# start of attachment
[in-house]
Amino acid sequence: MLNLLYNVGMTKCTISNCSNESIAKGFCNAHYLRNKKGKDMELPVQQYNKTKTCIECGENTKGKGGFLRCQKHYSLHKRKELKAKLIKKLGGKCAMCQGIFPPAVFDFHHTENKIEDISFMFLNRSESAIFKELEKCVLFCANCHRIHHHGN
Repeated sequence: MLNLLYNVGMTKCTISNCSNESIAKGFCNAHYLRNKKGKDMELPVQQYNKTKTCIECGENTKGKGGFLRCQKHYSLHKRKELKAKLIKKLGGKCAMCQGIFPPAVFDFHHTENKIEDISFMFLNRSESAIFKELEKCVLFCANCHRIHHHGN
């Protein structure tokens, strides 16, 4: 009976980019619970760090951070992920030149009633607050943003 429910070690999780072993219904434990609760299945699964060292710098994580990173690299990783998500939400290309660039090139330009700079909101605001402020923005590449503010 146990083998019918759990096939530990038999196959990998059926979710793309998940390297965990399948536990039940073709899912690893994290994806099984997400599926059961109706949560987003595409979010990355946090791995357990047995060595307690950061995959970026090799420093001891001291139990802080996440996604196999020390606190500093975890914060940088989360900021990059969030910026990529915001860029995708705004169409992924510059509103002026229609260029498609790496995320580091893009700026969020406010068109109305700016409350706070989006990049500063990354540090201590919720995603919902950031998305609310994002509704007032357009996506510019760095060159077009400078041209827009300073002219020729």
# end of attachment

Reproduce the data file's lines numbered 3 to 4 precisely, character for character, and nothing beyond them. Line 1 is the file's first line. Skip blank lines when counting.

Repeated sequence: MLNLLYNVGMTKCTISNCSNESIAKGFCNAHYLRNKKGKDMELPVQQYNKTKTCIECGENTKGKGGFLRCQKHYSLHKRKELKAKLIKKLGGKCAMCQGIFPPAVFDFHHTENKIEDISFMFLNRSESAIFKELEKCVLFCANCHRIHHHGN
């Protein structure tokens, strides 16, 4: 009976980019619970760090951070992920030149009633607050943003 429910070690999780072993219904434990609760299945699964060292710098994580990173690299990783998500939400290309660039090139330009700079909101605001402020923005590449503010 146990083998019918759990096939530990038999196959990998059926979710793309998940390297965990399948536990039940073709899912690893994290994806099984997400599926059961109706949560987003595409979010990355946090791995357990047995060595307690950061995959970026090799420093001891001291139990802080996440996604196999020390606190500093975890914060940088989360900021990059969030910026990529915001860029995708705004169409992924510059509103002026229609260029498609790496995320580091893009700026969020406010068109109305700016409350706070989006990049500063990354540090201590919720995603919902950031998305609310994002509704007032357009996506510019760095060159077009400078041209827009300073002219020729």